To improve my stratum 1 clock, I added something I wish the RPi had from the factory, a real time clock (RTC).
I found a cheap DS3231 rtc module, which is the successor to the less accurate DS1307. The module I found just plugged into pins 1 (3v3),3 (SDA), 5(SCL), 7(GPCLK0), and 9 (GND), which meant it didn’t interfere with the pins I used for the GPS module. Even better, it was only around $1 shipped.
Here are the steps to improving the long term accuracy and precision of the ultra cheap stratum 1 clock.
After plugging it in and making sure to match + with 3.3v (1) and – with GND (9)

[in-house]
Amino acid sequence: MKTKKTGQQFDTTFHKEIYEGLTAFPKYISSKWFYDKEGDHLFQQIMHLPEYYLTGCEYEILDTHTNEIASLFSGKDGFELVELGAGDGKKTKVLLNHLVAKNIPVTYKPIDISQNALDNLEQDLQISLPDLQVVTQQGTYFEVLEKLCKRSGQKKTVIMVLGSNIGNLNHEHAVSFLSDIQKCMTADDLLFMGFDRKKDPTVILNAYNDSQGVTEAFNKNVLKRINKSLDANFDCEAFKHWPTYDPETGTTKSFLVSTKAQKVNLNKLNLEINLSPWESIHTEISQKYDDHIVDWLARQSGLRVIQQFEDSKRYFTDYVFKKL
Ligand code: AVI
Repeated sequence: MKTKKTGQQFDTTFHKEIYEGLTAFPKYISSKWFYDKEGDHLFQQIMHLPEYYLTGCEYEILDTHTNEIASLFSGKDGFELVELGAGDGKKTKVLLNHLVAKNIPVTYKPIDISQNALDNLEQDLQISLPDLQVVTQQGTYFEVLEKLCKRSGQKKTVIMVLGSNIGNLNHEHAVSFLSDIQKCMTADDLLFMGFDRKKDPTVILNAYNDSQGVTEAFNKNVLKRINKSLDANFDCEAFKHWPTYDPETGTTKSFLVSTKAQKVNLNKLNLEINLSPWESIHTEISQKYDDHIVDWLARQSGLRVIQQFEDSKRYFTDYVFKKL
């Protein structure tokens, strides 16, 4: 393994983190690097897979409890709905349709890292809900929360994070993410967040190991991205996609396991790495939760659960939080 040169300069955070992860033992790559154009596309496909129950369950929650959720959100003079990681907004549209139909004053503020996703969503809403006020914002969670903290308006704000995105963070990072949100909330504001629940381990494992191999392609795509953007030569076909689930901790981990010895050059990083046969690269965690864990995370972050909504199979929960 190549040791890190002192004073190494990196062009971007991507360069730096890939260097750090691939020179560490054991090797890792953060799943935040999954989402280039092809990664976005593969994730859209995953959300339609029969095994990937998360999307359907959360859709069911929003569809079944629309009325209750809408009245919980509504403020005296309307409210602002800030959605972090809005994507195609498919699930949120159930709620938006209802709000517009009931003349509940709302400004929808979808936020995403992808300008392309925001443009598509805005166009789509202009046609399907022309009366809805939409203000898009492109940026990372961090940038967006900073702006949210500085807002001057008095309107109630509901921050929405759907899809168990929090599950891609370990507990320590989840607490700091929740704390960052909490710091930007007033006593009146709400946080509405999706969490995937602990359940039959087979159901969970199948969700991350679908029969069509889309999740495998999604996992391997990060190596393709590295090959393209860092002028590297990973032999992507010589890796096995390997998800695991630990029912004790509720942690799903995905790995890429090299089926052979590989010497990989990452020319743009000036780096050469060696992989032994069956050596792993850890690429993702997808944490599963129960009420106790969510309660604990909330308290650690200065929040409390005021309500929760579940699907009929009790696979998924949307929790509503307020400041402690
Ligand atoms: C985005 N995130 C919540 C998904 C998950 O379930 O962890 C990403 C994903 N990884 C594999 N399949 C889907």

#remount the boot partition read-write mount -o remount,rw /media/mmcblk0p1 #update the boot config to start i2c cat >> /media/mmcblk0p1/usercfg.txt <<EOF /sys/class/i2c-adapter/i2c-1/new_device EOF reboot
After the pi reboots, you should set the RTC to a good time with chrony.
#initialize the new RTC module echo ds1307 0x68 > /sys/class/i2c-adapter/i2c-1/new_device #stop services service chronyd stop service gpsd stop #update the RTC to a good time chronyd -q hwclock -w #start the services back up service chronyd start service gpsd start
To make it persist across reboots.
cat > /etc/local.d/00_rtc.start <<EOF #!/bin/sh echo ds1307 0x68 > /sys/class/i2c-adapter/i2c-1/new_device sleep 1 hwclock -s EOF #make it executable chmod a+x /etc/local.d/00_rtc.start #add the local script to initialize the RTC rc-update add local boot #save all this hard work lbu ci -dv